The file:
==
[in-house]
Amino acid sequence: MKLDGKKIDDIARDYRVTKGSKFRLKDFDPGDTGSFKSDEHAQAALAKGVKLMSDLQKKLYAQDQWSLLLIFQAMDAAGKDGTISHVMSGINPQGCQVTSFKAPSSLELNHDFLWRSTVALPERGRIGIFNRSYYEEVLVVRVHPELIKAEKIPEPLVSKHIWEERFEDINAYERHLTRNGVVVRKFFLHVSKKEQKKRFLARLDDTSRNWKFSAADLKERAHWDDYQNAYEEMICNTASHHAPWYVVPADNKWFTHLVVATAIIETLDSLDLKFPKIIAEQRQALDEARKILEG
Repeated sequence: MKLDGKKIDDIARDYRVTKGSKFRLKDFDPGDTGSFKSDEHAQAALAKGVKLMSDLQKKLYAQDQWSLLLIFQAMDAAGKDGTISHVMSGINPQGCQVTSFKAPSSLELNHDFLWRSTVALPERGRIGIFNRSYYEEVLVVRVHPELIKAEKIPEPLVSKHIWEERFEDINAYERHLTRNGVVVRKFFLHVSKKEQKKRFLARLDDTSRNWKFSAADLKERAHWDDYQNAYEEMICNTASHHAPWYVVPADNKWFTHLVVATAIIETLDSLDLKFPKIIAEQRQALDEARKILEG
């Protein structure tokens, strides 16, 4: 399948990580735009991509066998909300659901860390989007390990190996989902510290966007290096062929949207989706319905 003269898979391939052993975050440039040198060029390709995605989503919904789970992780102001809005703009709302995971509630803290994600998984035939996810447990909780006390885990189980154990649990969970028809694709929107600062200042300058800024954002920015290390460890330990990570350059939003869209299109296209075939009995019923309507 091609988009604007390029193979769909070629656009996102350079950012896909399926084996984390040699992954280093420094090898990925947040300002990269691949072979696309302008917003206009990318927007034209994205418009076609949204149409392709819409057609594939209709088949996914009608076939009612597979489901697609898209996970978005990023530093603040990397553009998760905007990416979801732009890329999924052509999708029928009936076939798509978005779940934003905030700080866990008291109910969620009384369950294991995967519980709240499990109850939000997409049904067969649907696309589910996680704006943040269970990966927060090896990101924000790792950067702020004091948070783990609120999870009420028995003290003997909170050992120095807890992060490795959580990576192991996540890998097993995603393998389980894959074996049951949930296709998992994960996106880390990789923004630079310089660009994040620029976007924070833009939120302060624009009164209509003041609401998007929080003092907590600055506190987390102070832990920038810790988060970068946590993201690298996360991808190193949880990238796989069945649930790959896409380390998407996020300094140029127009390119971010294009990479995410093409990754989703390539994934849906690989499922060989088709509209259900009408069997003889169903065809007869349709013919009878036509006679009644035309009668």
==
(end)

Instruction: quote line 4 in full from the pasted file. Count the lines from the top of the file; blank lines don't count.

């Protein structure tokens, strides 16, 4: 399948990580735009991509066998909300659901860390989007390990190996989902510290966007290096062929949207989706319905 003269898979391939052993975050440039040198060029390709995605989503919904789970992780102001809005703009709302995971509630803290994600998984035939996810447990909780006390885990189980154990649990969970028809694709929107600062200042300058800024954002920015290390460890330990990570350059939003869209299109296209075939009995019923309507 091609988009604007390029193979769909070629656009996102350079950012896909399926084996984390040699992954280093420094090898990925947040300002990269691949072979696309302008917003206009990318927007034209994205418009076609949204149409392709819409057609594939209709088949996914009608076939009612597979489901697609898209996970978005990023530093603040990397553009998760905007990416979801732009890329999924052509999708029928009936076939798509978005779940934003905030700080866990008291109910969620009384369950294991995967519980709240499990109850939000997409049904067969649907696309589910996680704006943040269970990966927060090896990101924000790792950067702020004091948070783990609120999870009420028995003290003997909170050992120095807890992060490795959580990576192991996540890998097993995603393998389980894959074996049951949930296709998992994960996106880390990789923004630079310089660009994040620029976007924070833009939120302060624009009164209509003041609401998007929080003092907590600055506190987390102070832990920038810790988060970068946590993201690298996360991808190193949880990238796989069945649930790959896409380390998407996020300094140029127009390119971010294009990479995410093409990754989703390539994934849906690989499922060989088709509209259900009408069997003889169903065809007869349709013919009878036509006679009644035309009668």